September 1977
Volume 16, Issue 9
Articles  |   September 1977
The effects of hibernation on cone visual cells in the ground squirrel.
Investigative Ophthalmology & Visual Science September 1977, Vol.16, 815-840. doi:
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      C E Remé, R W Young; The effects of hibernation on cone visual cells in the ground squirrel.. Invest. Ophthalmol. Vis. Sci. 1977;16(9):815-840.

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      © ARVO (1962-2015); The Authors (2016-present)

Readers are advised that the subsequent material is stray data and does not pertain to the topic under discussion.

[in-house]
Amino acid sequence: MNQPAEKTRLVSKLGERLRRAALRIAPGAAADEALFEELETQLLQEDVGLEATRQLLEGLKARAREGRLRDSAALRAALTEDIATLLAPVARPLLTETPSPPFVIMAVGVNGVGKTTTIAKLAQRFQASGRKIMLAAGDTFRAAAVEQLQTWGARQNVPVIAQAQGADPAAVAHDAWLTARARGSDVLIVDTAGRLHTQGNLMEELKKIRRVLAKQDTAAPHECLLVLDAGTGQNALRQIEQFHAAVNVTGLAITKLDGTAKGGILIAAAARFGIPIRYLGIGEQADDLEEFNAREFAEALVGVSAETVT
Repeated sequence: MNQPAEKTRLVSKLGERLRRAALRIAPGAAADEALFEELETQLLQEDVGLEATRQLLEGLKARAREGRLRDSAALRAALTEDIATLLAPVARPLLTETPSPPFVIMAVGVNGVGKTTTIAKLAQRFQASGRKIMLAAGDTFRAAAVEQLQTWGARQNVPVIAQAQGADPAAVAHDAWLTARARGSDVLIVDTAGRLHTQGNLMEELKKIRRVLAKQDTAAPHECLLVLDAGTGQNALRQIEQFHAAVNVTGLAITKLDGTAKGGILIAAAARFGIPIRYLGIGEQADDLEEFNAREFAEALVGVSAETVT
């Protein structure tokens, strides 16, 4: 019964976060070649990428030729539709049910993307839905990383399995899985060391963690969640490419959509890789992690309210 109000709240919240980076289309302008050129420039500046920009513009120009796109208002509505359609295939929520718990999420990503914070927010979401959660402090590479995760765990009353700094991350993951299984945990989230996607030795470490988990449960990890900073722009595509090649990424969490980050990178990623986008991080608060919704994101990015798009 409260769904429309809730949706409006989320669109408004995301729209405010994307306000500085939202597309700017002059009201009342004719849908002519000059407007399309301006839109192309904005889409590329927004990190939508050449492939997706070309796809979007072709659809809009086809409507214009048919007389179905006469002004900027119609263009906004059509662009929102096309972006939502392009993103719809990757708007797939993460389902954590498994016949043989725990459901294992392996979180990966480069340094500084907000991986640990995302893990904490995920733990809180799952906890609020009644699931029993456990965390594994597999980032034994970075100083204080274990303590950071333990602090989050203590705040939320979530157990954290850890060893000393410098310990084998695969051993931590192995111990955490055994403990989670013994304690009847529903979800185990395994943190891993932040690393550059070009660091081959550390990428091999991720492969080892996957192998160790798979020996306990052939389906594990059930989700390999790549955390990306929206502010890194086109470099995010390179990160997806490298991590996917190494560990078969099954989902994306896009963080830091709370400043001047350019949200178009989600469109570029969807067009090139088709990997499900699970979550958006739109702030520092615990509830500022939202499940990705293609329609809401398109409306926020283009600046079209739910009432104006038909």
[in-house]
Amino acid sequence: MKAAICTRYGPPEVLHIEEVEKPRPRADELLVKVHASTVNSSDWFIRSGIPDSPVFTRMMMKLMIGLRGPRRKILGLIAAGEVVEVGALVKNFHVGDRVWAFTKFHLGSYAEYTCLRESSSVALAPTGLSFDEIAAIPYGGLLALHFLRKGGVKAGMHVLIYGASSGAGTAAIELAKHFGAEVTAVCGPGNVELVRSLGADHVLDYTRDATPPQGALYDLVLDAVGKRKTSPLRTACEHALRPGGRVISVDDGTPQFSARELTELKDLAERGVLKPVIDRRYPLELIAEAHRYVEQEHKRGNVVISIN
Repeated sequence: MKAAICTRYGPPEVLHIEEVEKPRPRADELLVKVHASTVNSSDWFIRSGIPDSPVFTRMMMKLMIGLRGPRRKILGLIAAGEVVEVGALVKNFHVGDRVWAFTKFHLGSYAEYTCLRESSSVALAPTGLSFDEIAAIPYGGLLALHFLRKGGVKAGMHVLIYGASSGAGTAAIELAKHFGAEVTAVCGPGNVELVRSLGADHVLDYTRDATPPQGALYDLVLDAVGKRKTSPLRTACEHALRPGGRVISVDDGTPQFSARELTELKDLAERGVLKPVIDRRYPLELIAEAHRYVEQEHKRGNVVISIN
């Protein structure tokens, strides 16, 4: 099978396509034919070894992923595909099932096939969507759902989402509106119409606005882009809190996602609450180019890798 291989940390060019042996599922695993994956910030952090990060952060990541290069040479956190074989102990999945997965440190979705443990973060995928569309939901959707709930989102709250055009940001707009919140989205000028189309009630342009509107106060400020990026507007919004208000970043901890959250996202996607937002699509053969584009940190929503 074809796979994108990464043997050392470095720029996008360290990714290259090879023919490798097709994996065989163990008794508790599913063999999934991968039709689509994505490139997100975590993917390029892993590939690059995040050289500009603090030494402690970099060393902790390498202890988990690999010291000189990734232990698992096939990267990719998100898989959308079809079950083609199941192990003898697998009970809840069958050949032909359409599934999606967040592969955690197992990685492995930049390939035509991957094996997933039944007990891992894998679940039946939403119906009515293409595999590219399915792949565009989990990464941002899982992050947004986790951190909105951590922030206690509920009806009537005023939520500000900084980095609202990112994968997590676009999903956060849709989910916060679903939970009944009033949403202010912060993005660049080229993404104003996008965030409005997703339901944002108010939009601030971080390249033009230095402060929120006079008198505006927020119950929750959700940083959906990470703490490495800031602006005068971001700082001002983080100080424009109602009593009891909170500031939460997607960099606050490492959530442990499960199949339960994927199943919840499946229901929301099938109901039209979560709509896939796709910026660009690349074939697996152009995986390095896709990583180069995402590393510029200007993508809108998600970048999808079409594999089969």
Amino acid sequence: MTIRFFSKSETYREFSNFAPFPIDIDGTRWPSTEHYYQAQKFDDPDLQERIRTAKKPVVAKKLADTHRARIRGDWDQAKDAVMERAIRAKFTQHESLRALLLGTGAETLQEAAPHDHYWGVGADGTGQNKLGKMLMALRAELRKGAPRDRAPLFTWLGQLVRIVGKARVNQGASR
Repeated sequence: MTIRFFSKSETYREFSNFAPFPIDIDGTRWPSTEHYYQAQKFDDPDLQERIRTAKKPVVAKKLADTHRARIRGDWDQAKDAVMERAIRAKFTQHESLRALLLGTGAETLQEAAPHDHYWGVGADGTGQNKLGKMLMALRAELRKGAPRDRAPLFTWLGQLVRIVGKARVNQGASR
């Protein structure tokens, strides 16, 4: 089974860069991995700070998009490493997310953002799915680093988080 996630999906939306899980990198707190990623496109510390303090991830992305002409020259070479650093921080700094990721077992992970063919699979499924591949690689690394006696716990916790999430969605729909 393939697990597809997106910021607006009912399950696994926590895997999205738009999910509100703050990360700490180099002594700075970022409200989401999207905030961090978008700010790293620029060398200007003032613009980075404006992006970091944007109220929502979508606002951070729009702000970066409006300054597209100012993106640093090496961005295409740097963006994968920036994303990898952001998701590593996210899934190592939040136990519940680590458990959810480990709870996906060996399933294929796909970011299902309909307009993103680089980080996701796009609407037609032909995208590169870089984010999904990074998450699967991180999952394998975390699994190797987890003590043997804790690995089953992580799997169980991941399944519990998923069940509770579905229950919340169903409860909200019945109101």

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The cone visual cells of active, hibernating, and aroused 13-line ground squirrels have been studied by microscopy and autoradiography. Major changes occur throughout the cells during hibernation. The outer segments are shortened, and the diameters of the membranous discs may be reduced. Mitochondria are diminished in size and number, ribosomes are depleted, and the Golgi complex is fragmented into vesicles. Calycal processes are thickened, and synaptic ribbons become aggregated ectopically within the synaptic body. When hibernation is terminated, the cells recover rapidly. First, the basic synthetic machinery (mitochondria, ribosomes, Golgi complex) is regenerated,, and then the outer segments are repaired. This process is completed within 1 week. Many of the structural changes observed during hibernation are interpreted as effects of a temporary metabolic imbalance in which degradative mechanisms, including autophagy, are emphasized. In contrast, recovery is achieved by a comparable imbalance in which there is a transient accentuation of formative mechanisms. The recovered cells thereafter maintain a steady state of continuous self-renewal, in which formation and degradation are in balance.


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